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Keys to a successful small-cap strategy

Anthony Fensom  |  15 May 2018Text size  Decrease  Increase  |  
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A medium- to long-term approach to expected company growth, sales and productivity and overall capital efficiency underpin this fund manager's approach to small-cap investing.

According to UBS Asset Management portfolio managers Victor Gomes and Stephen Wood, the companies within its Australian Small Companies Fund are "strong franchises that don't need a lot of capital". The fund focuses on a portfolio of small company shares its analysts regard as undervalued, based on future cash flows.

Gomes and Wood emphasise the need for a healthy degree of scepticism when investing in small caps.

"There's no substitute to going out and meeting the businesses you’re interested in, speaking to customers, suppliers, competitors," Wood says.

"Don't take everything management tells you without questioning it – you need a sceptical view," Wood says.

Asked about how they decide to buy or sell specific companies, Gomes says this depends on the reasoning behind the initial investment.

"Every time we buy a stock, we have a note saying why we are there. And if we discover that management is saying something different, well, we don't mind the world giving a company a smack on the nose.

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"But we don't like it if what we were told gets modified, or when we discover that what really drives a business isn't what we thought it was," Gomes says.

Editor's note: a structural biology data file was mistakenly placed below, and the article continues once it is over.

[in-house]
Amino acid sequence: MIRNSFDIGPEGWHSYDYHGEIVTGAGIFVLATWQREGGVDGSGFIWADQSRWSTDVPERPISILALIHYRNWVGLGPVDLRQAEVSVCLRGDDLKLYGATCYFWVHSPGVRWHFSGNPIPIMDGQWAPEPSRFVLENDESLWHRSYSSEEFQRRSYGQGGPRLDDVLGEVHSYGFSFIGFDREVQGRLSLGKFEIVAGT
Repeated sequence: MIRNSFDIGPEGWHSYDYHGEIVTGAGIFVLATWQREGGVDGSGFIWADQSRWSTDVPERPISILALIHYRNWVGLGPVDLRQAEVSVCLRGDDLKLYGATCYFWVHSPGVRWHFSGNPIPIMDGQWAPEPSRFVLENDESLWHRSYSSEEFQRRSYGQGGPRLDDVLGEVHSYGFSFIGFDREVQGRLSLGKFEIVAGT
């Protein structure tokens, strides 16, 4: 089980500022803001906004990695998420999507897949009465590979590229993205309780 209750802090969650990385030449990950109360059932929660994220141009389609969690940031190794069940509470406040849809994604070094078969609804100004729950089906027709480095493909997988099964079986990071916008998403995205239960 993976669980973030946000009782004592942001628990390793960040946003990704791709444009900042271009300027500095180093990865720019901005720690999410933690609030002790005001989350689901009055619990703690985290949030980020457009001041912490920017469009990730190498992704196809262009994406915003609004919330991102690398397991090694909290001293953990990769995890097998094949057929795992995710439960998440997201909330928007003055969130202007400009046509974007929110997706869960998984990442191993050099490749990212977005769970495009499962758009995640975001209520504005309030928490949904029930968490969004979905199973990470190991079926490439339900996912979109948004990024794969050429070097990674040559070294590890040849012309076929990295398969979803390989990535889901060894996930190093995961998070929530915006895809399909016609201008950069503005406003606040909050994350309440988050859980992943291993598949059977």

Investors must understand what they are buying and set a plan, "and if there's deviation from that, it's a selling indicator.

"And on the other side, we have an intrinsic value for each stock, and if it reaches that point it looms large on the sell radar. There's as much art and experience as science in this," he says.

Which stocks to avoid

Wood says investors should "be very wary of people making fast money out of the government – when they catch up with you, it's generally pretty savage".

Another asset manager with small-cap focused funds is SG Hiscock & Company, which invests in ASX-listed "franchise" companies with a sustainable competitive advantage, through its SGH ICE fund.

It prefers companies with "superior business models, with assets that are difficult to replicate" along with quality management with "sticky" customers and an economic moat to ward off competitors, says SG Hiscock portfolio manager, Callum Burns

Burns nominates A2 Milk (ASX:A2M) and TPG Telecom (ASX:TPM) as two of the fund's biggest successes historically, based on meeting its criteria and having attractive valuations at the time of its investment.

"We picked them through looking at their financial performance, and then through detailed discussions with management. And the reason we achieved the super returns is a number of those attributes won’t immediately obvious," Burns says.

He suggests the risks associated with small-cap investing can be managed through the quality of stock selection.

"If you can find a good company with positive attributes to its business model that give a competitive advantage, you can forecast earnings growth with certainty and value the company, then you can get a good return for investors.

"We think that's the best thing to focus on. If you can do that 45 times, you've got a very good fund,” he says.

According to UBS's Wood, small-cap investors can benefit by tapping into the expertise of professional managers.

"There are some good managers in our space, and a good manager over the last half-decade to a decade will have got you probably more than 10 per cent a year after fees. You compound that for a decade, and it's a fantastic return," he says.

Morningstar suggests investors seek stocks with sustainable competitive advantages – which it calls "economic moats". Why should small-cap investing be any different?

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Anthony Fensom is a contributor to Morningstar Australia

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